His
James X Smith
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Six months later he made a second amendment:

State of Kentucky, Adair County
Be it remembered that on this 12 day of Sept 1833 before the subscriber a Justice of the peace in and for the County afd James Smith a resident of the county of Adair State of Kentucky and made oath in due form of law that on the 9th day of August 1832 he made his declaration in the worshipful County Court of Adair for a pension under the act of Congress of June 7th 1832 and on the 1st of April 1833 he in the same Court made an amendment thereto to which Declarations he offers that as an amendment, he here begs leave to Correct a mistake in his original declaration as to his first tour he now sees it is stated to have been a tour of three months as a regular. This was so clearly a mistake he served as a volunteer militiaman instead of regular as there stated afterward the company was classed and he served as he has heretofore stated in his former Declarations and since making said declaration he recollected that some short time after he served the first tour under Capt Cormack of two months he was according to his class called and a second time for two months under the said Capt Cormack and Joined Col Woods regiment in this tour he was marched to Jersey and had a skirmish in that state near quibbletown. He faithfully served out his tour of two months and was Honorably dischared tho rec'd no written discharge. He states that the tour he served under Capt Humphreys he was a Sergeant what is called Second Sergeant and tour he served under Capt Moffit at the taking Cornwallis he was regularly appointed orderly Sergeant. When he entered the Service and continued to discharge that duty the whole of the Tour and untill he was discharged the Second tour he Served under Cormack is an addition to the service named in his former declaration which when makes a Service of Eleven months all of which Services he most positively states was done and performed by him in the war of the revolution for and on Behalf of the United States in a Corp called into service by Competint authority and for the time during which the services was performed he was not employed in any Civil pursuit and that he was in the field or in garrison and for which service he claims a pension subscribed and sworn to the day & year af'd.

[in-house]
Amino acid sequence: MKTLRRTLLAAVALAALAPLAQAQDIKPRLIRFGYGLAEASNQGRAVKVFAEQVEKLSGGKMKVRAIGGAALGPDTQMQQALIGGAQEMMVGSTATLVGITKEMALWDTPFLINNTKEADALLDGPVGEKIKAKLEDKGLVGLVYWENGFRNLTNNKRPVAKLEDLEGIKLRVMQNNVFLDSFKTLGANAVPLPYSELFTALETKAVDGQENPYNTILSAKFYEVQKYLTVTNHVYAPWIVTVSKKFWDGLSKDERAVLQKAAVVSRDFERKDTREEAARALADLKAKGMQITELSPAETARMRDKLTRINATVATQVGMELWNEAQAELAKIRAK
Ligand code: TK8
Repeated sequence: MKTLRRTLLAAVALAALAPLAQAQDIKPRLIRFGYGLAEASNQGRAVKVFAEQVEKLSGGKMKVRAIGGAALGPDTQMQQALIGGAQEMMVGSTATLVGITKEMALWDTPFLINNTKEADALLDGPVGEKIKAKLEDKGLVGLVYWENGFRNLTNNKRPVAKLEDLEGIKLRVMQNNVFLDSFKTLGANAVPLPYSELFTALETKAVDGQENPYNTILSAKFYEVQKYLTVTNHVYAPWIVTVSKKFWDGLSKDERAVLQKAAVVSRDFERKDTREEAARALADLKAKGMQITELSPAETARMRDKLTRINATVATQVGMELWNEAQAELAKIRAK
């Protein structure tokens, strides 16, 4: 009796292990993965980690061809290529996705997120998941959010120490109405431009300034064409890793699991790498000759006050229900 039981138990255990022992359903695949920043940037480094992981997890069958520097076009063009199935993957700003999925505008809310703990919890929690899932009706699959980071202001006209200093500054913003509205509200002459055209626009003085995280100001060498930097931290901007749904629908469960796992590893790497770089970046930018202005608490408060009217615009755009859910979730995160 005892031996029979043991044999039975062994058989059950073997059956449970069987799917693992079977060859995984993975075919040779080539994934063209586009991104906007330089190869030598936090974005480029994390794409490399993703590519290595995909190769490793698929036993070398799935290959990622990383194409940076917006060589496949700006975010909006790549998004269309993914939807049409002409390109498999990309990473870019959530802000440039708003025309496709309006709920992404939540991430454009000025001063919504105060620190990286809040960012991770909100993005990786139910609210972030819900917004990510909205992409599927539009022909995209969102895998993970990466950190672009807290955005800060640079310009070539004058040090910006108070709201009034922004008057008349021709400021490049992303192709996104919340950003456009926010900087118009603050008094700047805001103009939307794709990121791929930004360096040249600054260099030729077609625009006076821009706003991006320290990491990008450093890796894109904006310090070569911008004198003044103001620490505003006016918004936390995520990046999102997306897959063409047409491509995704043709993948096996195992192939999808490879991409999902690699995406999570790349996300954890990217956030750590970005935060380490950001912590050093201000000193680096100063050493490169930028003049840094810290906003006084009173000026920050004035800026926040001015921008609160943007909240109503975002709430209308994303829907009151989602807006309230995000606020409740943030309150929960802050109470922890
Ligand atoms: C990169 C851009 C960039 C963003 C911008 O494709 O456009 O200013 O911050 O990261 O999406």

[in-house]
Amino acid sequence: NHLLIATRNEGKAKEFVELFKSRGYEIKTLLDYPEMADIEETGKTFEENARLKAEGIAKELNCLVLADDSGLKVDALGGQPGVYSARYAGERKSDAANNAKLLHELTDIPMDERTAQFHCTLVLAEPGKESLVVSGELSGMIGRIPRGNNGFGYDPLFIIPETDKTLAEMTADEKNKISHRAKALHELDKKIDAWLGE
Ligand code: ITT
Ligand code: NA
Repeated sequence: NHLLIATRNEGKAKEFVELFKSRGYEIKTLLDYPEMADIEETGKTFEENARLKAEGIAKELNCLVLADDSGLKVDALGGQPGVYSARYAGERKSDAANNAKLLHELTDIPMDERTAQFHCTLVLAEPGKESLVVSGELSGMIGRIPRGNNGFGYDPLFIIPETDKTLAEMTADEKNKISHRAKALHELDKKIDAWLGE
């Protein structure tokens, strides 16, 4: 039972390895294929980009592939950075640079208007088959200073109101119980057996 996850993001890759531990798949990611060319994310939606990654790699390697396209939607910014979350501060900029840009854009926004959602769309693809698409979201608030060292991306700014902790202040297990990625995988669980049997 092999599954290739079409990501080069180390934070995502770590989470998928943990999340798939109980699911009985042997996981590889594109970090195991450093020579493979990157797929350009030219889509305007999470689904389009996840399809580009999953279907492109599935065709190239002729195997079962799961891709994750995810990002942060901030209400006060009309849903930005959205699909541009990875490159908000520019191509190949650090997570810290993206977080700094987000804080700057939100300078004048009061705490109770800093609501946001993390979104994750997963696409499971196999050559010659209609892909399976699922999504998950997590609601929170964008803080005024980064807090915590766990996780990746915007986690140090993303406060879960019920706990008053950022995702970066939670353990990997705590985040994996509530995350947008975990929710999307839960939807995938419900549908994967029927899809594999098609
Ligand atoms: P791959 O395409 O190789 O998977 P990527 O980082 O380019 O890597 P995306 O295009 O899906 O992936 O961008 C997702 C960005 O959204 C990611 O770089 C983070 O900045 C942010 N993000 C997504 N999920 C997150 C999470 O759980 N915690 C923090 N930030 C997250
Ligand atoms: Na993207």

His
James X Smith
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On 12 February 1835, he reported to the pension bureau that he had moved from Adair Co., Kentucky to Gibson Co., Indiana because "...all his children had removed from Kentucky to the State of Indiana and that he removed there for the sole purpose of spending the remnant of his days with his children." Although clearly written by another (probably the Justice of the Peace, A.C. Mills), this document appears to be actually signed by James Smith, although he put his mark to his earlier declarations in Kentucky.

Andrew Smith and Stephen Daugherty attested to the identity of James. These were his son and son-in-law, although the relationships are not stated.